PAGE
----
There’s an intersecting point where the old fart energy is on the downslope but before the youngsters come fully up to speed where the guy flying a $50 million dollar supersonic strike fighter off an 90,000-ton angle deck carrier sits with rapt attention to the guy who fought at Midway or Coral Sea in a crate powered by a belching radial engine with six .50 cal machine guns in the wings. A man who flew off a 20,000 ton, straight-deck postage stamp bobbing around in the great blue briny, when the enemy was everywhere and nowhere and the safety of the Republic stood in the balance. And if he’s lucky, the young guy will learn a little bit more about himself, and where he came from. He might feel the throttle in his hand and feel the vibration of the stick as his eyes sweep the skies for Japanese fighters, scans the wavetops for a periscope. He might at a distance and dimly know the anger, fear and determination of a desperate struggle on an epic scale.
He might realize that the air we fly through has not changed in all the intervening time, nor yet the sea through which we swim, nor even this our flesh. He might consider that, while, yes, the technology continues to evolve, what is a mere machine – no matter how advanced – against the endless sea, the vaulting sky and our very human nature? And maybe, if he’s very lucky and has the wit to think on it, the youngster will look into the old man’s soft eyes and learn a little bit about where he himself is going. He might learn that this is why we come to Reno – not to debauch, nor to exchange business cards. But to know ourselves.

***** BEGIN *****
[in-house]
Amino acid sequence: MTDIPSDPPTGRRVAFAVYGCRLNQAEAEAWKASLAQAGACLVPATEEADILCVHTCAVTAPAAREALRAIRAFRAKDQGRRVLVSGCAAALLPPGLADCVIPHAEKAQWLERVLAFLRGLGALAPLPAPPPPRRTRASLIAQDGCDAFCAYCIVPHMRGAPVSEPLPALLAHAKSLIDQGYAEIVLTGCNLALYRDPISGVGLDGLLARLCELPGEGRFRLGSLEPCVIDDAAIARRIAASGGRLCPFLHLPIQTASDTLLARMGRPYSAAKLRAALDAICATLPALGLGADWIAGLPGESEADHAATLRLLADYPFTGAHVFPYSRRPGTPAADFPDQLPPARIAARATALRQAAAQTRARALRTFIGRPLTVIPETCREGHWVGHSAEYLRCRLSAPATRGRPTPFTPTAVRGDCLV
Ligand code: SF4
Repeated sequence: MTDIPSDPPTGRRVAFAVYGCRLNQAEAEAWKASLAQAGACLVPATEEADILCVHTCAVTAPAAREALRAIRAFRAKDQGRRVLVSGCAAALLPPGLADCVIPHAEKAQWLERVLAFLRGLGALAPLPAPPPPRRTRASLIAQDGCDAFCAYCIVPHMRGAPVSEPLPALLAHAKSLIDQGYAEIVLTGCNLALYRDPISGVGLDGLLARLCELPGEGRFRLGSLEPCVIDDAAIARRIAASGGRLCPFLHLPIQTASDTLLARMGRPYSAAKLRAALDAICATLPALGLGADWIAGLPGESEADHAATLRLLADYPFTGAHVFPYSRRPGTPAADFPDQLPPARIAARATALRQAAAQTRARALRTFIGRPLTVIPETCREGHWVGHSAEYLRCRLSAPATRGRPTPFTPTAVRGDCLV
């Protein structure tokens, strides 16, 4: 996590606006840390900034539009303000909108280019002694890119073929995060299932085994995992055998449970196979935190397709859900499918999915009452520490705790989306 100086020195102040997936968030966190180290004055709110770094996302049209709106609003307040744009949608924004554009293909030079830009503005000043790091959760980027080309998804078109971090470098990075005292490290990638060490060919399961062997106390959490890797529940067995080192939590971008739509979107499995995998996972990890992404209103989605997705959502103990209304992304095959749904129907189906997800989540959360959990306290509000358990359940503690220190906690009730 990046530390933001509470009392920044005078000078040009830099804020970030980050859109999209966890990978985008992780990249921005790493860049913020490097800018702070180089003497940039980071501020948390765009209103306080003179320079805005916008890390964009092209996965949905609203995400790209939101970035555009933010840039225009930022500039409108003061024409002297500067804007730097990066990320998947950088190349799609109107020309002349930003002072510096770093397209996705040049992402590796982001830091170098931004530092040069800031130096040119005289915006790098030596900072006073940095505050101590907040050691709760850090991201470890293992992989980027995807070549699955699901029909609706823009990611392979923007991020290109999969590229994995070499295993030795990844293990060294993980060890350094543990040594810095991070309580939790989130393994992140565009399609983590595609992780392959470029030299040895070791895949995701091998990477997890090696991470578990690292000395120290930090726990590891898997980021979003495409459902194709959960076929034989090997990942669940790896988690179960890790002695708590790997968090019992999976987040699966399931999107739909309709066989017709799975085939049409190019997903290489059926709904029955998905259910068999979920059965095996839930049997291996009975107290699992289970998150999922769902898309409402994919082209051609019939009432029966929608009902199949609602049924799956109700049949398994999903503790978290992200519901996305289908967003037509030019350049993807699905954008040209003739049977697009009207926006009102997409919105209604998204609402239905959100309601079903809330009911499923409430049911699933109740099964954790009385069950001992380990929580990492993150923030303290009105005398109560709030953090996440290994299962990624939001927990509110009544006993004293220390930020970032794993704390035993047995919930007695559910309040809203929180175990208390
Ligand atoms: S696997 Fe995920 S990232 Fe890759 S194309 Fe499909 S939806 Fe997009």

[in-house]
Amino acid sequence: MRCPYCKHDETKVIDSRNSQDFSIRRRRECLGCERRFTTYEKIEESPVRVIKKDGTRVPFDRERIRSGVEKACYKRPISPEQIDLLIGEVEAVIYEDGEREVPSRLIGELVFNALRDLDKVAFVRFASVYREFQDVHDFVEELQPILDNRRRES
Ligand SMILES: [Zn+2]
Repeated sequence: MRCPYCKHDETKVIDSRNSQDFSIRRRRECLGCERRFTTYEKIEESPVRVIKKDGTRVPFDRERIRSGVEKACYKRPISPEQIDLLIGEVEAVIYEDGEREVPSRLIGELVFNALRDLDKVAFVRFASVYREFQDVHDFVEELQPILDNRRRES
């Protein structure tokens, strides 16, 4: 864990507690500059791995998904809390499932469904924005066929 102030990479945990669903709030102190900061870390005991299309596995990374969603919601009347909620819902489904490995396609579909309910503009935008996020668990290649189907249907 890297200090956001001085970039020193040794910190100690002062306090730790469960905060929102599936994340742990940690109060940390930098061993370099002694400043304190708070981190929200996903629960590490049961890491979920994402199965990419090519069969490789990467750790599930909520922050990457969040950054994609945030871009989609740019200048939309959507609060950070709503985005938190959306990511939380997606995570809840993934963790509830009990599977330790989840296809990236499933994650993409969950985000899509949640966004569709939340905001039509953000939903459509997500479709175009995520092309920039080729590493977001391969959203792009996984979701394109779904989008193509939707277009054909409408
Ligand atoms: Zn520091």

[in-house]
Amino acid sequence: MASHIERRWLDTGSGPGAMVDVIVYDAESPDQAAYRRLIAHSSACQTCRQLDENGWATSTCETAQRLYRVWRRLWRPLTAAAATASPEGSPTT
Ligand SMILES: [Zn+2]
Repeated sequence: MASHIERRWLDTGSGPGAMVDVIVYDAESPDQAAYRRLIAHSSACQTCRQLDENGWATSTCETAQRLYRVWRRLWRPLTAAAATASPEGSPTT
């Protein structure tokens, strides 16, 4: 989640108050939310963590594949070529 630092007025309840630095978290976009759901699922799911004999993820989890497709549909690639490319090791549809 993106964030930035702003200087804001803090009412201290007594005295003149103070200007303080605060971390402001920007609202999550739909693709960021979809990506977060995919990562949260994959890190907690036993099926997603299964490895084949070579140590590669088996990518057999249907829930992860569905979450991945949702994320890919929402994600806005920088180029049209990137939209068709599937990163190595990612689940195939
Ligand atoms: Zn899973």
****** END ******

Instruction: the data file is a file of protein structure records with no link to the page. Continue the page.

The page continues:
- “Bug” Roach mixer dress code or not, there are certain guys who really ought not to wear their flight suits any more. If you’re not sure whether or not I’m talking about you, I am. Don’t hate.
- There are an alarming number of people who greeted your correspondent with a cheerful, “Neptunus Lex!” Some of them were rather alarmingly senior flag officers. So much for our tattered veil of anonymity, like.
- There are times when it’s good to be retired.
- That stuff like this can make a man feel old: Guys I went to school with command Nimitz-class aircraft carriers and carrier air wings. Guys I flew alongside and who left the service decades ago to fly for the airlines have lost their medical clearance due to the indignities of advancing age. Guys who worked for me as lieutenants are now post-command commanders in charge of fleet replacement squadrons and the Fighter Weapons School. One guy that was a lieutenant while I was a lieutenant is now the three star commander of the whole fracking Fifth Fleet. If you can wrap your mind around that.
- Kids: They grow up so fast!
- That when the spirits are strong, the Spirit may be willing but the flesh is weak. Put another way (and in the words of the immortal bombardier/navigator Dave Nichols, “I can still handle the sortie, I just can’t handle the turn-around.”
- That it’s time to go home.
3 responses to “Postcards from the hedge”
Pingback: Index – The Best of Neptunus Lex | The Lexicans
Pingback: Neptunus Lex: Some Recommended Posts By Category | The Lexicans
Pingback: Neptunus Lex: Stories and Essays of the Navy | The Lexicans